On the mechanical front, folks wishing for a little more capacity may want to grab a pair of 2TB Samsung EcoGreen F4 drives. (Again, we feel better about recommending the EcoGreens over WD’s Caviar Greens, which have accumulated negative user reports lately.) Running these either of these drives separately or in a redundant RAID 1 array provides a cost-effective way to beef up the Sweeter Spot’s storage space.
For what it’s worth, at least two TR editors run mirrored RAID 1 arrays in their primary desktops. Mirroring won’t protect your data from viruses or other forms of corruption, but it does offer real-time recovery should one drive meet an untimely demise. We like that peace of mind.
The Xonar DG is awesome, no doubt about it. As one might expect from a budget card, however, the DG lacks some of the features available with more expensive Xonars. One of those is the ability to encode Dolby Digital Live bitstreams on the fly. Real-time encoding is a handy feature for gamers who want to pass multichannel audio over a single digital cable rather than a bundle of analog ones. The Xonar DX is up to the task, and it carries on the Xonar tradition of impeccable analog sound quality.
It’s bulkier and doesn’t look quite as good as the 650D, but Corsair’s Graphite Series 600T enclosure costs 40 bucks less and is good enough for a Editor’s Choice Award. Also, it’s available in white, if you’re into that sort of thing.
The Double-Stuff Workstation
Because more is very often better
The Sweeter Spot is a nice step up from the Utility Player—but it’s a small step, all things considered. The Double-Stuff is more of a leap in both hardware and budget.
|Processor||Intel Core i7-2600K 3.4GHz||$314.99|
|Motherboard||Asus P8Z68-V Pro||$199.99|
|Memory||Corsair Vengeance 8GB (2 x 4GB) DDR3-1600||$60.99|
|Corsair Vengeance 8GB (2 x 4GB) DDR3-1600||$60.99|
|Graphics||MSI Radeon HD 6950 2GB||$279.99|
|MSI Radeon HD 6950 2GB||$279.99|
|Storage||Intel 510 Series 240GB||$579.99|
|Hitachi Deskstar 7K3000 3TB||$159.99|
|Hitachi Deskstar 7K3000 3TB||$159.99|
|LG WH12LS30 Blu-ray burner||$69.99|
|Audio||Asus Xonar DX||$92.99|
|Power supply||Corsair AX850W||$189.99|
|Enclosure||Corsair Obsidian Series 800D||$279.99|
We won’t pretend the six-core Gulftown chip isn’t capable of outrunning even the fastest Sandy Bridge CPUs, because it is. Miss Sandy, however, offers a more compelling value proposition with a state-of-the-art platform to go with it. Just look at our latest performance-per-dollar scatter plot, in which the Core i7-2600K trails the Core i7-970 by a relatively small margin despite its much lower asking price. “Extreme” editions of Gulftown aren’t a whole lot faster than the i7-970, yet they cost over $400 more.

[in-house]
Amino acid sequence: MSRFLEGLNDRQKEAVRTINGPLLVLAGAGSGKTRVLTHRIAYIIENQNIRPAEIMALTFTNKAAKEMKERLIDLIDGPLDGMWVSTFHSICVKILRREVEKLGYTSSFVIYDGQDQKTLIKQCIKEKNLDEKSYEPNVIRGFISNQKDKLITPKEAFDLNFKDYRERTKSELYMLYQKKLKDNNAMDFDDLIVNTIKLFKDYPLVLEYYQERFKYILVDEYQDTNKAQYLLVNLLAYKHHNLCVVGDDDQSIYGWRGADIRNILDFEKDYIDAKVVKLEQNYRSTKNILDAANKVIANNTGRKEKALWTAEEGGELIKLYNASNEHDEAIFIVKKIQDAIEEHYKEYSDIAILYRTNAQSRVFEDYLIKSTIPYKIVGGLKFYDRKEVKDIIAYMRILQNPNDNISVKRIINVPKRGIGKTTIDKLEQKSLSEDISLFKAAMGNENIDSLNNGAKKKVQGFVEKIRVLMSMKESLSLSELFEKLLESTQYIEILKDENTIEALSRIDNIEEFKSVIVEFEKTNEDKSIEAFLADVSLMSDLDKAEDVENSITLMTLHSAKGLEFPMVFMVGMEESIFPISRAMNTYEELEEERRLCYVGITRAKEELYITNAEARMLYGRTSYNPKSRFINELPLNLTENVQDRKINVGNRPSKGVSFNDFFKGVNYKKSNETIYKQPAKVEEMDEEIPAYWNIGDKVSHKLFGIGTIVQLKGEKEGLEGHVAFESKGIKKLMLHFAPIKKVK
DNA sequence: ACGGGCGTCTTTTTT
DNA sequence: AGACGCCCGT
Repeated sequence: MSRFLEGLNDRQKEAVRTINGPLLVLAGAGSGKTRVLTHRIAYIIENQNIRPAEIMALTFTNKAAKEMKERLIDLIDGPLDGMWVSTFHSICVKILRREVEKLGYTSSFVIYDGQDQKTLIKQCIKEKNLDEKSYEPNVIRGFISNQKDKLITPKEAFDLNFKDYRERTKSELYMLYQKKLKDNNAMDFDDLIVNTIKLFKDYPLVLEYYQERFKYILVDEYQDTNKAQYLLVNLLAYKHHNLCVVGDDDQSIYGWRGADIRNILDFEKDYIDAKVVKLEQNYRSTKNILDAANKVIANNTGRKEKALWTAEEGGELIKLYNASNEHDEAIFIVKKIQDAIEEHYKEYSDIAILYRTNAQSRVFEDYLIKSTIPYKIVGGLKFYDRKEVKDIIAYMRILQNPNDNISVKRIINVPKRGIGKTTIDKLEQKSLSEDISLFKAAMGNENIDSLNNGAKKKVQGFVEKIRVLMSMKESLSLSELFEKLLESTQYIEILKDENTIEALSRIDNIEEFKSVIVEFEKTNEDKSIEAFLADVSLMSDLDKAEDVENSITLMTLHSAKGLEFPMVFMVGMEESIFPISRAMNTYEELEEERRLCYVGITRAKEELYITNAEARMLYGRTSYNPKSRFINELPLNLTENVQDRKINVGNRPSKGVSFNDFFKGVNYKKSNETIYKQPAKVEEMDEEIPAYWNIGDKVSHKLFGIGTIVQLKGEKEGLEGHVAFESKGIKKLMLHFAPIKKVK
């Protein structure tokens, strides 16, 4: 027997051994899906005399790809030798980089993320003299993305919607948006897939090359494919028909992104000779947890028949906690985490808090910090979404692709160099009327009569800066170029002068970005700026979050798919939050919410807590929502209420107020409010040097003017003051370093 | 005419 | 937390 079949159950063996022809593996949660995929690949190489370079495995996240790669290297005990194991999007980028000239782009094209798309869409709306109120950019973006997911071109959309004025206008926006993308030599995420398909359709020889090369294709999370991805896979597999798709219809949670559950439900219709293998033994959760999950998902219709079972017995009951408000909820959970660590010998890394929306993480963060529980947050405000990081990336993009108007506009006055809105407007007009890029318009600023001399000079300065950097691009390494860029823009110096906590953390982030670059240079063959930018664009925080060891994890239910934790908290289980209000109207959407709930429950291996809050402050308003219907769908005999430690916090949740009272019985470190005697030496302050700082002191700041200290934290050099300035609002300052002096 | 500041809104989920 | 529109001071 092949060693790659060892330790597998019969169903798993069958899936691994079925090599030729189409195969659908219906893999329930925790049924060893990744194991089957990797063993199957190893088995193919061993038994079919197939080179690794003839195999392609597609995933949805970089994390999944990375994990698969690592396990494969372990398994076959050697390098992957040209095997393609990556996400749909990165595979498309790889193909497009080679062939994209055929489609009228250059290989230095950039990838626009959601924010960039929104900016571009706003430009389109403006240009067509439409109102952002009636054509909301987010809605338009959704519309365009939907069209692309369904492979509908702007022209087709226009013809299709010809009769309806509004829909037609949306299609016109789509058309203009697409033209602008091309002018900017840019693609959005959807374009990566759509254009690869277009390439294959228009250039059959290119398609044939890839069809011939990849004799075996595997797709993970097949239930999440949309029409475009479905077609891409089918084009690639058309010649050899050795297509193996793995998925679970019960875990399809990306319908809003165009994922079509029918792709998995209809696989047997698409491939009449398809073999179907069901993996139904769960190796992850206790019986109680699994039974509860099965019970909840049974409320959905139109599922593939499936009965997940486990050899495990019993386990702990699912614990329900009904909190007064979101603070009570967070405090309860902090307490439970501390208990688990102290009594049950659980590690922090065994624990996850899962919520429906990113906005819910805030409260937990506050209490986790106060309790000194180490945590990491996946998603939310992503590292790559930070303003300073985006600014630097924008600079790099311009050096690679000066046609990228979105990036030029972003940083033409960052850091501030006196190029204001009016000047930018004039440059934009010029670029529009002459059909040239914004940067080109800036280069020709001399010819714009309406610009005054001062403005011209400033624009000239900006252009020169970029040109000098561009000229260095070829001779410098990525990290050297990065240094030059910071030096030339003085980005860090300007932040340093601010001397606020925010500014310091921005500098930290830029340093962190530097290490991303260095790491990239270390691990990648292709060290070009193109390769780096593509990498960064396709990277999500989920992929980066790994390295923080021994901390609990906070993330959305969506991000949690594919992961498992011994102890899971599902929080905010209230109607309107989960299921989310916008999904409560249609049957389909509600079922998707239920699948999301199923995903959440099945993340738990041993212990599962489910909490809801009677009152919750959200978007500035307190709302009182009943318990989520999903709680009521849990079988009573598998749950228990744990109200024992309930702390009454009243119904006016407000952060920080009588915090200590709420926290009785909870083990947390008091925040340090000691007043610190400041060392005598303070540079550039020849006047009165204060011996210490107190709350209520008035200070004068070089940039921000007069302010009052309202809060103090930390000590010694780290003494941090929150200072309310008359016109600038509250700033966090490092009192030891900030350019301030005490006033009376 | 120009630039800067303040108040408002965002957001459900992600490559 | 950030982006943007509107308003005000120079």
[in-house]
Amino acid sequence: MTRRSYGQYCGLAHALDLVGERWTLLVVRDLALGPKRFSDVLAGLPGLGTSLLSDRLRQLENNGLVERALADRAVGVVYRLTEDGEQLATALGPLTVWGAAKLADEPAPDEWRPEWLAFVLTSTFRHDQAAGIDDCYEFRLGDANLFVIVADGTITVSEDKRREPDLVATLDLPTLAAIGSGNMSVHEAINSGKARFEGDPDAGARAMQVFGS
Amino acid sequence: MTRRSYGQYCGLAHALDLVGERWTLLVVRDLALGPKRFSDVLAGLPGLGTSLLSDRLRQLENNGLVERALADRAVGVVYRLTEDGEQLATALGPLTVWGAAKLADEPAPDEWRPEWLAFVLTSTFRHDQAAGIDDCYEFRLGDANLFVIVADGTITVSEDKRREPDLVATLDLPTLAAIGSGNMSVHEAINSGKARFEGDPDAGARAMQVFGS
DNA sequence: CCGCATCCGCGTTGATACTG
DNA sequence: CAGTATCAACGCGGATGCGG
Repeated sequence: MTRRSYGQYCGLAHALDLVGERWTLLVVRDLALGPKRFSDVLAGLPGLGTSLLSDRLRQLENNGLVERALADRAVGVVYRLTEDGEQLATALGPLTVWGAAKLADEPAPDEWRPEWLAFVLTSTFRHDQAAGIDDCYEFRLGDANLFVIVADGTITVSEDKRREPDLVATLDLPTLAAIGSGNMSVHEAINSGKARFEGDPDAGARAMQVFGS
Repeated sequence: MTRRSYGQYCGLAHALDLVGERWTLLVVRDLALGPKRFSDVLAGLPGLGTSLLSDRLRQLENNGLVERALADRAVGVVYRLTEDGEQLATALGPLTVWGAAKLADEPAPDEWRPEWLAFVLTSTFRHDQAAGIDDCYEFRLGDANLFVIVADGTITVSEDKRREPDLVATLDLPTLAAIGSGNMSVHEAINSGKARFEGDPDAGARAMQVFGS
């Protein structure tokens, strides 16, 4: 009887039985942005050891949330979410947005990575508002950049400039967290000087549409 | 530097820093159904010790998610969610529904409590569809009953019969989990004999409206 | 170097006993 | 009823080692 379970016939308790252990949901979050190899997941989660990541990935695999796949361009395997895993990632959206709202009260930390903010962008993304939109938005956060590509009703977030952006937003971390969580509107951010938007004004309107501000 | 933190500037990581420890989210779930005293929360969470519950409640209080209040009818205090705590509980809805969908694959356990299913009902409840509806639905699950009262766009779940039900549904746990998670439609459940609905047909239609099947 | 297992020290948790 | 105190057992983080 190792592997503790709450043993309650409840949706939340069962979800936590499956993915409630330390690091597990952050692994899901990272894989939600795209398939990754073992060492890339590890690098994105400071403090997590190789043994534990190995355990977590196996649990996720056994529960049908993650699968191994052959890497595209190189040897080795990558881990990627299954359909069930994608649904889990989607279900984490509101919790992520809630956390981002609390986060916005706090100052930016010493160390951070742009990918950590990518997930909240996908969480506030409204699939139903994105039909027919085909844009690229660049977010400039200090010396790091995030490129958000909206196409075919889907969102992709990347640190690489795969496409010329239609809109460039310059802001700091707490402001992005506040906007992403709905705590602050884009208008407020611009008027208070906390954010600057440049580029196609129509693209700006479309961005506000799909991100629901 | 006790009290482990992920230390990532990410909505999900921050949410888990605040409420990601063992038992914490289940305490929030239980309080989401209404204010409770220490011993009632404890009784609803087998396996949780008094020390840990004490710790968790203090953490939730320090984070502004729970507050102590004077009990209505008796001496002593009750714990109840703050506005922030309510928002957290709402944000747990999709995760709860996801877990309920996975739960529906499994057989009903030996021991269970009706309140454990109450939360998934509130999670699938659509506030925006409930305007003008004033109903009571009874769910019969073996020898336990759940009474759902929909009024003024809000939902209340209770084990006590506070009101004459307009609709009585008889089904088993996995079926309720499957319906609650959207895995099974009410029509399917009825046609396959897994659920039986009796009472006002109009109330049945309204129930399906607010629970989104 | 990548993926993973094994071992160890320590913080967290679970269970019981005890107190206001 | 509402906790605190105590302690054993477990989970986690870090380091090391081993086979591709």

Miss Sandy also happens to sip wattage where Mr. Gulftown chugs it, as evidenced by our latest batch of power numbers. Part of that has to do with the platform, but the i7-2600K does have a thermal envelope of just 95W, compared to 130W for the hexa-core Core i7-970. While the Double-Stuff will be a fairly power-hungry system anyway, the i7-2600K should be more amenable to quiet cooling than something like the i7-970.
It was the arrival of Intel’s Z68 Express chipset that really tips the odds in Sandy’s favor. The Z68 may not match the sheer number of PCI Express lanes served up by the X58, but it supports dual x8 PCI Express 2.0 links, which suffices for screaming-fast dual-GPU configurations. Don’t forget the Z68’s built-in support for newer technologies like Serial ATA 6Gbps, GPU virtualization, and an SSD caching scheme dubbed Smart Response Technology.
The Z68’s GPU virtualization capability enables support for QuickSync, the video transcoding acceleration scheme built into Sandy Bridge processors. When we tested it on a slower Core i5-2500K processor, QuickSync cut encoding times almost in half compared to a regular software encode. Smart Response, meanwhile, pays dividends if you’re planning to pair solid-state and mechanical storage in the same system, as we are.
Our vessel for bringing the Z68 into the Double-Stuff is the fully loaded Asus P8Z68-V Pro motherboard—the very same model that earned an Editor’s Choice award when we reviewed it last month. This board has it all: a great UEFI implementation, fast onboard peripherals, ports and slots up the wazoo, and even Bluetooth. No doubt about it, the Pro is a mobo worthy of the Double-Stuff.
We’re outfitting the Double Stuff with two of those Corsair Vengeance kits we featured in our earlier builds. $85 for an extra 8GB is a drop in the bucket when you’re building a high-powered workstation worth close to three grand.
We envision the Double-Stuff attached to at least one 30″ monitor, if not a wall of large displays packing some serious megapixels. To keep gaming frame rates smooth, we’re gonna need at least two GPUs. Squeezing them onto a single card like the Radeon HD 6990 is fraught with problems, including high noise levels and a hefty price premium. Instead, we’re going to kick it old-school with a traditional CrossFire config using a pair of Radeon HD 6950 2GB cards. These MSI cards have beefy dual-fan coolers, and their 2GB of onboard memory is perfect for ultra-high-res gaming.
As in the Sweeter Spot, we’re substituting an Intel 510 Series drive for the OCZ Vertex 3 because of concerns over reliability. While the Intel drive costs more and is slightly slower than its OCZ counterpart, fewer of its users complain about bluescreens and miscellaneous problems.